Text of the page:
For the next several hours Jean Saubert was a true celebrity. One by one, the American men came down from the top to hug her and plant kisses on each cheek. French Coach Honor� Bonnet struggled for an explanation.
"Jean Saubert," Bonnet said, "is the only explanation."
Toni Sailer, Austria's national hero of the 1956 Winter Olympics, congratulated Jean and then turned to the press. "She goes to the gates," said Sailer. "She doesn't wait for them. You say Jean Saubert, you stop twice, then you mention the rest."
"Why do you ski so fast?" asked a European writer. "Why," Jean said, smiling pleasantly, "do the others ski so slow?" Another reporter asked why the Americans had not competed in Europe last year. Said Jean quickly, "We don't think you have to ski in Europe to be good."
"You seem to have no fear," said a Frenchman. "Me?" Jean said, astonished. "I'm scared to death." "Then what are you thinking about just before the start of a race?" the Frenchman asked. "Oh," Jean said, rolling her blue eyes and grinning, "I'm wondering how I'm going to be a good sport if I lose."
After this exchange Jean was followed by reporters back to the Schweizerhof Hotel in Grindelwald, where she kept bubbling cheerfully until bedtime.
During the week of the races, Jean received from her sorority sisters at Oregon State a phonograph recording made by four girls, "The Honey Lovers," in her Chi Omega house. So thrilled by the package were Jean and Linda Meyers that Linda raced out and bought a $30 record player, and two other albums, Sinatra and Strings and Swiss music without Sinatra. "The boys had a phonograph when we were with them, but they never let us use it," Jean explained. For two days thereafter the lobby of the Schweizerhof rocked to the sounds of The Honey Lovers, who sing folk songs with the mere hint of a twist beat. "I don't do the twist," said Jean. "It took me two years to get up the courage to try it, and then it went out of style."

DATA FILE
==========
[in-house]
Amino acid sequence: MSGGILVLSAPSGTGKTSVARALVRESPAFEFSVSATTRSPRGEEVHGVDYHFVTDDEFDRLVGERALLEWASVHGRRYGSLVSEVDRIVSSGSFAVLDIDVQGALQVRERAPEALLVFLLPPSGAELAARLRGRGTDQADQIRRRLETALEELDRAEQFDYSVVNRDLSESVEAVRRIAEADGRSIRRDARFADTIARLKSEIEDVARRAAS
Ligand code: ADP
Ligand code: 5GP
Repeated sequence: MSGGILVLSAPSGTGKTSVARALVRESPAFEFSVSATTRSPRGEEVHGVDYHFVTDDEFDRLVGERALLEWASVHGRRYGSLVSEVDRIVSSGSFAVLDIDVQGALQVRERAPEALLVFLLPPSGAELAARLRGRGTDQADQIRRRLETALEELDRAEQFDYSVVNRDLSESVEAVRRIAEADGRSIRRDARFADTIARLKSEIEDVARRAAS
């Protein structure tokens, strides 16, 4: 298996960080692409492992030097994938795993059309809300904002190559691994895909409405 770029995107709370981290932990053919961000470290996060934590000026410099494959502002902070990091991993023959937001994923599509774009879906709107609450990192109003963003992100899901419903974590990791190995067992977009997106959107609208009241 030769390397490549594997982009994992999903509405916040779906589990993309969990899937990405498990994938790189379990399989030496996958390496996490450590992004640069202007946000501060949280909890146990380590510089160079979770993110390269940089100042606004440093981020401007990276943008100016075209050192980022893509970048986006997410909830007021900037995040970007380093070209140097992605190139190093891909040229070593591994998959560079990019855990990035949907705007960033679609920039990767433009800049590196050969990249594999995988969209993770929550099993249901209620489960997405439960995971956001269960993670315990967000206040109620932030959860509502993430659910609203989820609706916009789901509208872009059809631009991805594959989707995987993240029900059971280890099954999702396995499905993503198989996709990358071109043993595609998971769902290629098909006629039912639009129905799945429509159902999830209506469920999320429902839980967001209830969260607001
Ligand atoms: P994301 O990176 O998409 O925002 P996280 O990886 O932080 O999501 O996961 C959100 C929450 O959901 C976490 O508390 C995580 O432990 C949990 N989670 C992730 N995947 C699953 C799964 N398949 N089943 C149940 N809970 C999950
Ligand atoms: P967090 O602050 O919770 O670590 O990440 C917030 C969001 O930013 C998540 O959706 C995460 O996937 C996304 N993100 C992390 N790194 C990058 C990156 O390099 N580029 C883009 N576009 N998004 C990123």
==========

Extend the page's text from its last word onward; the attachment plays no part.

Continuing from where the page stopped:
Jean has one more year at Oregon State before completing a degree in education. At the same time, she says, she will wind up her career as a competitive skier. "There are other things than skiing," she said. "I either want to teach school, go into the Peace Corps or work with physically handicapped children. I think each would be very rewarding.
"I like to be the best at whatever I do," she continued, "whether it's grades, ping-pong, cooking, ski racing or anything." With a trace of pride, Jean added that as counselor at a camp in Oregon last summer, only her group learned to cook a pizza and salmon underground. That, she said, demonstrated her will to win.
The U.S. team is loaded down with various uniforms for racing as well as leisure, and Jean has been something of a style setter. She cut the insteps out of her racing stretch pants because they hurt her feet, so the other five girls followed suit. Jean also decided that Sunday was a good day to wear the gray dresses supplied them, so they all wear the dresses for Sunday lunch. At award ceremonies, led by Jean Saubert, the girls all switch to their heavy, high-necked, white sweaters, their red-white-and-blue plaid skirts and their long blue stockings. They look like a dance team from Scotland.